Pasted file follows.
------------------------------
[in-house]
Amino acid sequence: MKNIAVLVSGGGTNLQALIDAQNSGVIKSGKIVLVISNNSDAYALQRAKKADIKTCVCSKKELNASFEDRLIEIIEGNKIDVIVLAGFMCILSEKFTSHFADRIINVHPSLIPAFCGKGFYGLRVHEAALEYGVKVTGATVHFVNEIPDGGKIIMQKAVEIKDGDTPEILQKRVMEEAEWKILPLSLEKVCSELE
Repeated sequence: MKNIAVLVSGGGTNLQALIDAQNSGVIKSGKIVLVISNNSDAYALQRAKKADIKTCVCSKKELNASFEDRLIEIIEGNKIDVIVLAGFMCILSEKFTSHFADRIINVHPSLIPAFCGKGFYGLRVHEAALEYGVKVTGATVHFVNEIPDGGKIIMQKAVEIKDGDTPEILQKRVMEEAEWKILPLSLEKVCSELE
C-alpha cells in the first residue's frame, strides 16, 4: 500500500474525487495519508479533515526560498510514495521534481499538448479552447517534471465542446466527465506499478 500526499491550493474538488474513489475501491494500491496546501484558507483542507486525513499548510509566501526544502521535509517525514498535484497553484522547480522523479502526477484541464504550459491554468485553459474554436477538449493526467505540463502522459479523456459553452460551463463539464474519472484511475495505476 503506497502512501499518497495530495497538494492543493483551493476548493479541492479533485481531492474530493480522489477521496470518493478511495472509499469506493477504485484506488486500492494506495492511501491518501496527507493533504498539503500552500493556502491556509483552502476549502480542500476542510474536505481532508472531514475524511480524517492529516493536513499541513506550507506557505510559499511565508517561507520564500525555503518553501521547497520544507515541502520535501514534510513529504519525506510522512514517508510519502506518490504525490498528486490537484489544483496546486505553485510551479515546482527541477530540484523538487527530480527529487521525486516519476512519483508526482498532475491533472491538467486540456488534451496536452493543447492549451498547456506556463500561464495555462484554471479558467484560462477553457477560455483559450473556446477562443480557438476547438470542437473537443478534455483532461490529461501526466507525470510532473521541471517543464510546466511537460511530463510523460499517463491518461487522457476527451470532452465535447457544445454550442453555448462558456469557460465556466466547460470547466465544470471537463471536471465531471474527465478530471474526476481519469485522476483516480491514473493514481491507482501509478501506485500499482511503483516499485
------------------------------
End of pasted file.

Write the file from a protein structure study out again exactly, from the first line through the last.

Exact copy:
[in-house]
Amino acid sequence: MKNIAVLVSGGGTNLQALIDAQNSGVIKSGKIVLVISNNSDAYALQRAKKADIKTCVCSKKELNASFEDRLIEIIEGNKIDVIVLAGFMCILSEKFTSHFADRIINVHPSLIPAFCGKGFYGLRVHEAALEYGVKVTGATVHFVNEIPDGGKIIMQKAVEIKDGDTPEILQKRVMEEAEWKILPLSLEKVCSELE
Repeated sequence: MKNIAVLVSGGGTNLQALIDAQNSGVIKSGKIVLVISNNSDAYALQRAKKADIKTCVCSKKELNASFEDRLIEIIEGNKIDVIVLAGFMCILSEKFTSHFADRIINVHPSLIPAFCGKGFYGLRVHEAALEYGVKVTGATVHFVNEIPDGGKIIMQKAVEIKDGDTPEILQKRVMEEAEWKILPLSLEKVCSELE
C-alpha cells in the first residue's frame, strides 16, 4: 500500500474525487495519508479533515526560498510514495521534481499538448479552447517534471465542446466527465506499478 500526499491550493474538488474513489475501491494500491496546501484558507483542507486525513499548510509566501526544502521535509517525514498535484497553484522547480522523479502526477484541464504550459491554468485553459474554436477538449493526467505540463502522459479523456459553452460551463463539464474519472484511475495505476 503506497502512501499518497495530495497538494492543493483551493476548493479541492479533485481531492474530493480522489477521496470518493478511495472509499469506493477504485484506488486500492494506495492511501491518501496527507493533504498539503500552500493556502491556509483552502476549502480542500476542510474536505481532508472531514475524511480524517492529516493536513499541513506550507506557505510559499511565508517561507520564500525555503518553501521547497520544507515541502520535501514534510513529504519525506510522512514517508510519502506518490504525490498528486490537484489544483496546486505553485510551479515546482527541477530540484523538487527530480527529487521525486516519476512519483508526482498532475491533472491538467486540456488534451496536452493543447492549451498547456506556463500561464495555462484554471479558467484560462477553457477560455483559450473556446477562443480557438476547438470542437473537443478534455483532461490529461501526466507525470510532473521541471517543464510546466511537460511530463510523460499517463491518461487522457476527451470532452465535447457544445454550442453555448462558456469557460465556466466547460470547466465544470471537463471536471465531471474527465478530471474526476481519469485522476483516480491514473493514481491507482501509478501506485500499482511503483516499485